Royal Jordanian’s Board of Directors approved the reviewed financial results for the first six months of this year during its session held on July 29, 2017. The results showed the company registered a net loss of JD26.3 million, driven by seasonality and a decline in the average fare.
The airline also achieved a net profit of JD1.5 million during the month of June, compared to a JD2.1 million net loss in the same month of 2016.
June’s net profit was logged despite the 27 per cent increase in the fuel bill paid by the company for this month, from JD8.3 million in June 2016 to JD10.5 million in June this year.
The seat load factor increased by 3.9 points to 64.1 per cent in June 2017, against 60.2 per cent for June 2016. RJ transported 253,000 passengers onboard its planes during this month compared to 224,000 passengers in June last year, a 13 per cent increase.
Commenting on the results, RJ’s President/CEO Stefan Pichler expressed satisfaction with the net profit recorded in June, which the company sees as a start into the turnaround.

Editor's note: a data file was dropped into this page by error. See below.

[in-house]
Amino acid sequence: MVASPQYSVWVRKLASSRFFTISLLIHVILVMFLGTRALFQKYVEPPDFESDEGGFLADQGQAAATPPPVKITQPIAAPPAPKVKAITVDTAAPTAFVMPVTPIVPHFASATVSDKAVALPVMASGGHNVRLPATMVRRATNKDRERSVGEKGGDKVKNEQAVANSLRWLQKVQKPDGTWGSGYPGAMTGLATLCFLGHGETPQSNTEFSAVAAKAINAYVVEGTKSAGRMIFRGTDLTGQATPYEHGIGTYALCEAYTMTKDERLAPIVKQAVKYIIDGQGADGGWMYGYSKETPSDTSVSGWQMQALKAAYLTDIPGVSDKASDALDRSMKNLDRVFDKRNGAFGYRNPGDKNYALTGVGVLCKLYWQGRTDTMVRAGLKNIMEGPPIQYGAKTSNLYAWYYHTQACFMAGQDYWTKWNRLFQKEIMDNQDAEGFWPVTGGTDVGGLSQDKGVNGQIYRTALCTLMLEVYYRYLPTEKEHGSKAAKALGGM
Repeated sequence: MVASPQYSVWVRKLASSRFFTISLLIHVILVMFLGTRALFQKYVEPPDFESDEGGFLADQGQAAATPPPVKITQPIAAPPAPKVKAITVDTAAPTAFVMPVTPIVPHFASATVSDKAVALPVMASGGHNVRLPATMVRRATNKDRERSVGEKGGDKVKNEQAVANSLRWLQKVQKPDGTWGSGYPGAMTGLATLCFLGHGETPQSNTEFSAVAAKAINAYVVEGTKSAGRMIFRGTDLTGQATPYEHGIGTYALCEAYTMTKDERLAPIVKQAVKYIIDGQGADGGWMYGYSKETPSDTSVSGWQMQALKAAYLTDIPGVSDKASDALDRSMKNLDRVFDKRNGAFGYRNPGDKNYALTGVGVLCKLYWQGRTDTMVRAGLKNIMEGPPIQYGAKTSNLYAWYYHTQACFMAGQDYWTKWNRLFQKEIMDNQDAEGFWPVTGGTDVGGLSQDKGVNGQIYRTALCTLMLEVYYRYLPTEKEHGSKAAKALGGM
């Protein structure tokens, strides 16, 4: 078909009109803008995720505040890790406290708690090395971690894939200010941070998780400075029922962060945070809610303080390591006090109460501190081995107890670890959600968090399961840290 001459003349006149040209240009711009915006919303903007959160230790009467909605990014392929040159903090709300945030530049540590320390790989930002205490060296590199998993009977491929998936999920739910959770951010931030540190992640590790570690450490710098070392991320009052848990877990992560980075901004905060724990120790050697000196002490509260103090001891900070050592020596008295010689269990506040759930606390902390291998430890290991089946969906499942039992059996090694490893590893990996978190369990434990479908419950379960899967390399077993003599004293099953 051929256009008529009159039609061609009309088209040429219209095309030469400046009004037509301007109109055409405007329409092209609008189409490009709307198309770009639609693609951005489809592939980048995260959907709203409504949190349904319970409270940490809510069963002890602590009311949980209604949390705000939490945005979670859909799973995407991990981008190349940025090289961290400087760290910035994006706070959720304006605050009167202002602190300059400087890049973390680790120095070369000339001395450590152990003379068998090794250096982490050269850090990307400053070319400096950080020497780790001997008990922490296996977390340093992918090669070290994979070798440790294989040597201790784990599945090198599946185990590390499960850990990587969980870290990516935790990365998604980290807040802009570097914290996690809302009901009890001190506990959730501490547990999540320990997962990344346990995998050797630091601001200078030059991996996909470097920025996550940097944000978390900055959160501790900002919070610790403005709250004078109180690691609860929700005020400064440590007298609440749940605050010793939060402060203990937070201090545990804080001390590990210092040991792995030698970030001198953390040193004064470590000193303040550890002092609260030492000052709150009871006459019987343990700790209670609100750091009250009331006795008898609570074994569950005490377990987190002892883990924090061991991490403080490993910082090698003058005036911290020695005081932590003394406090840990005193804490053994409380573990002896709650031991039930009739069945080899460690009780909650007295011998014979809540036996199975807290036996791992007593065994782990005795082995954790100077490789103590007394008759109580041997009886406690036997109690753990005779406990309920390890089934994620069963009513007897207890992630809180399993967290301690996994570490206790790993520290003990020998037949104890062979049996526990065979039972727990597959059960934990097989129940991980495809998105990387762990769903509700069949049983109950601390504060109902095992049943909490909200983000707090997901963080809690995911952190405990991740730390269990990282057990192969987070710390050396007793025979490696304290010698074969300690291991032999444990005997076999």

“We have a lot of homework to do to transform RJ into a sustainable profitable company for our shareholders, a consumer champion for all our guests and an employer of choice for all people in Jordan. While we are working on our strategic turnaround plan, we now focus on early wins in the commercial area, like load factor and yield improvement”
“June worked out pretty well and I am confident that we will make up for the severe losses suffered in the first 5 months of operations in 2017. The current big global sale so far is an overwhelming success and will help us with a good start into the low season of this year. ”
Pichler added that the first half results were affected by the significant drop in ticket fares due to tough competition in the Gulf region; the revenues went down by 1 per cent although the number of passengers increased in this period by 6 per cent and the seat load factor by 6 points, going up from 62 per cent in the first half of last year to 68 per cent this year.
The total operating costs increased by 3 per cent, due to the 15 per cent increase in the fuel bill paid by the company during that period. Despite the increase in the fuel cost, the ticket prices did not go up as there was overcapacity in the whole airline industry.